Eco Tourism of the Canadian Rockies
The Canadian Rockies is a destination where adventure and wilderness beckons, and for those dedicated to going easier on the planet, non-motorized activities are abundant and engaging. Adventure choices here range from gentle and relaxing, all the way across the excitement spectrum to heart-pounding adrenaline rush.
"We were not pioneers ourselves, but we journeyed over old trails that were new to us, and with hearts open. Who shall distinguish?"
Dr. J. Munroe Thorington
There are so many trails (and so little time!) ranging from valley bottom lakeside strolls to rock-strewn climbs to glacial tarns and chairlifts into subalpine meadows, bursting with summer wildflowers. Kiss the sky at the Jasper Tramway, stroll the boardwalks and greet the alpine wildlife inhabitants.
The lakes of the Rockies offer exceptional paddling opportunities, and canoeing and kayaking is a great way to get out on the water, soak in the fresh air and solitude and see wildlife. Take it easy at Lake Louise, Lac Beauvert and Maligne Lake near Jasper, Vermilion Lakes near Banff, and dip your paddles into rivers so blue they seem unreal. If you prefer a faster pace, there's plenty of whitewater rafting to be found.
Avid mountain bikers flock to Golden for freeriding and downhilling on some of the best biking terrain in North America. Cyclists can find terrific road and trail rides in Banff, Jasper, the Bow Valley and Kananaskis Country. Mountain biking trails are abundant, and there are a range of day trips from easy to moderate and difficult. Canmore is a mountain biker's paradise with a vast trail network and multi-used paved and groom trail system on the valley floor.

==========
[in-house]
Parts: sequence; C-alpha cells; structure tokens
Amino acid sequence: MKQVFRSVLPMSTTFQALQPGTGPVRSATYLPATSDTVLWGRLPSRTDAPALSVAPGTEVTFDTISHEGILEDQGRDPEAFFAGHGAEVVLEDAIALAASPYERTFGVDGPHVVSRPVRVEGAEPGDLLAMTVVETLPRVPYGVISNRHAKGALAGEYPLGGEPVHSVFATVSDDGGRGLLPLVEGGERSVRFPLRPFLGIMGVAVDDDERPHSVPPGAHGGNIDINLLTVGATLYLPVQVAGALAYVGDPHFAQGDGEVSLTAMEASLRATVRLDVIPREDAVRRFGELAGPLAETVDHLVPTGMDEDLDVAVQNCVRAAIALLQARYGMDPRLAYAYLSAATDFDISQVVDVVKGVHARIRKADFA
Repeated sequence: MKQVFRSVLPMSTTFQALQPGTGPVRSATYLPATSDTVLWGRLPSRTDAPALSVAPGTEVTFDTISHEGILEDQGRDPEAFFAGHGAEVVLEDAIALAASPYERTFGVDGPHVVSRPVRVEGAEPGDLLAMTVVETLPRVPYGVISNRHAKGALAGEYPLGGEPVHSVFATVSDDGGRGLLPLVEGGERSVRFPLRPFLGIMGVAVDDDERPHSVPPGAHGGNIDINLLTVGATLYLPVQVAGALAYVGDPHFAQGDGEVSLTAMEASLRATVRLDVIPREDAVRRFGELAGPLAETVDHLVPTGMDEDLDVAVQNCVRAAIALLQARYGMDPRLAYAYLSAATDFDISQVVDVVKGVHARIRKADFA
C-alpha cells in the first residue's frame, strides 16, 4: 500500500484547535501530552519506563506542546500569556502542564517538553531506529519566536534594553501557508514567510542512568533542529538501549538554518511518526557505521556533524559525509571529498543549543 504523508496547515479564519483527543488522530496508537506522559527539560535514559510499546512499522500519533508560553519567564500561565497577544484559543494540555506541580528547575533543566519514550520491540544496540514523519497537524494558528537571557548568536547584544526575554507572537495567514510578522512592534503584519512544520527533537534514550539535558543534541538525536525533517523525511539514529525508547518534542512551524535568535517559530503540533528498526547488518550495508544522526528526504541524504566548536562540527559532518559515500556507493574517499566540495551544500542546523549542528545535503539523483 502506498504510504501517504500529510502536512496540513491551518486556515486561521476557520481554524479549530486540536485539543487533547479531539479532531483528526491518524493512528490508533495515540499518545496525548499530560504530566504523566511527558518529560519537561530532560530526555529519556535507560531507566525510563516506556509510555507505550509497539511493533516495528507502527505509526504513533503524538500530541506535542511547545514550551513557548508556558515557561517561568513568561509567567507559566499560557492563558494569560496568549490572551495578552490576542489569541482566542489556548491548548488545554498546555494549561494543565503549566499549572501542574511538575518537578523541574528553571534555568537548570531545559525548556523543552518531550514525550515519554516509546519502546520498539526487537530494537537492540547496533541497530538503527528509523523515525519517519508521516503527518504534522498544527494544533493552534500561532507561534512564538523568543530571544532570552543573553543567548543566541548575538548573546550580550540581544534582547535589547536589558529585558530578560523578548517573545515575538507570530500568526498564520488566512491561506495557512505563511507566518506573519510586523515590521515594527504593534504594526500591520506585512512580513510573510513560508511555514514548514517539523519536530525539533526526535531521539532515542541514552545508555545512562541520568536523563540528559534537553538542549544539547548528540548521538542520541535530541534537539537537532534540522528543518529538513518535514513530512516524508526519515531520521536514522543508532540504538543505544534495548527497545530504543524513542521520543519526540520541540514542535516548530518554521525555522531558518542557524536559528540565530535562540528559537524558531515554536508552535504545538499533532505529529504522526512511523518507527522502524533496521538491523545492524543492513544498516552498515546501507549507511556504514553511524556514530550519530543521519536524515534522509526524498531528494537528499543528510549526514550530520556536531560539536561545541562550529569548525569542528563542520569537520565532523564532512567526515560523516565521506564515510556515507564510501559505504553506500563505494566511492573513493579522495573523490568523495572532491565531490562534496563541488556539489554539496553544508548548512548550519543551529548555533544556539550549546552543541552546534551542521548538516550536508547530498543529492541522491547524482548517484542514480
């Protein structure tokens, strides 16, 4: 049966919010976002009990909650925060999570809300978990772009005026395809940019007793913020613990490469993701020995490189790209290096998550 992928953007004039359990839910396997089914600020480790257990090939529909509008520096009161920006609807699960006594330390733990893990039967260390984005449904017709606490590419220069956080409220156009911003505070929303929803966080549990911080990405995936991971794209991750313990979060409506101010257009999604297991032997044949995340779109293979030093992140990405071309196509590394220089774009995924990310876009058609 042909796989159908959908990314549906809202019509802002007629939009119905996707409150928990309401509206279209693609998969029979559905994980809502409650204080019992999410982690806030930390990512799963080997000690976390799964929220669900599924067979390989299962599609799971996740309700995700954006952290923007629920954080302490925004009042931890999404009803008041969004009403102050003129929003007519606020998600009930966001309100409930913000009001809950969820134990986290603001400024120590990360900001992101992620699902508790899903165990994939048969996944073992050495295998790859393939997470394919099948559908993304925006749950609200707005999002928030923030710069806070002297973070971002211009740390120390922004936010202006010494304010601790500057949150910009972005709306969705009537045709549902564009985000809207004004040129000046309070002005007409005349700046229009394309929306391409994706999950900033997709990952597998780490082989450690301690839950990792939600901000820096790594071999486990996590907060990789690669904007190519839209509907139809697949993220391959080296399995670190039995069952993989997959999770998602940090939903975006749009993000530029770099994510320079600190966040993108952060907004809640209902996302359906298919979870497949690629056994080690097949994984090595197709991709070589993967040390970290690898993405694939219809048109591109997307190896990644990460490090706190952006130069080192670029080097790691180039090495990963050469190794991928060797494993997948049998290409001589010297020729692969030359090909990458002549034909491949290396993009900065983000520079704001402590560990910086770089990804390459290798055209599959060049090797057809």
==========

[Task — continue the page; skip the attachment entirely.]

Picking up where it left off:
Take your binoculars on a birdwatching expedition. The region is home to more than 260 species of birds, and popular spots to see them include the Cave and Basin Marsh near Banff and the lakes in the Athabasca Valley near Jasper. Near Golden, Burges and James Gadsden Provincial Park and Moberly Marshes are part of the Columbia River Wetlands that make up the longest continuous remaining wetlands in North America.
Several local ecologically-attuned tour operators offer interpretive guided walks to enjoy the views and sounds of nature. Get tall in the saddle with a horseback riding tour. In the winter, cross-country skiing and snowshoeing are popular ways to experience nature while going easy on the delicate ecosystems of this precious place.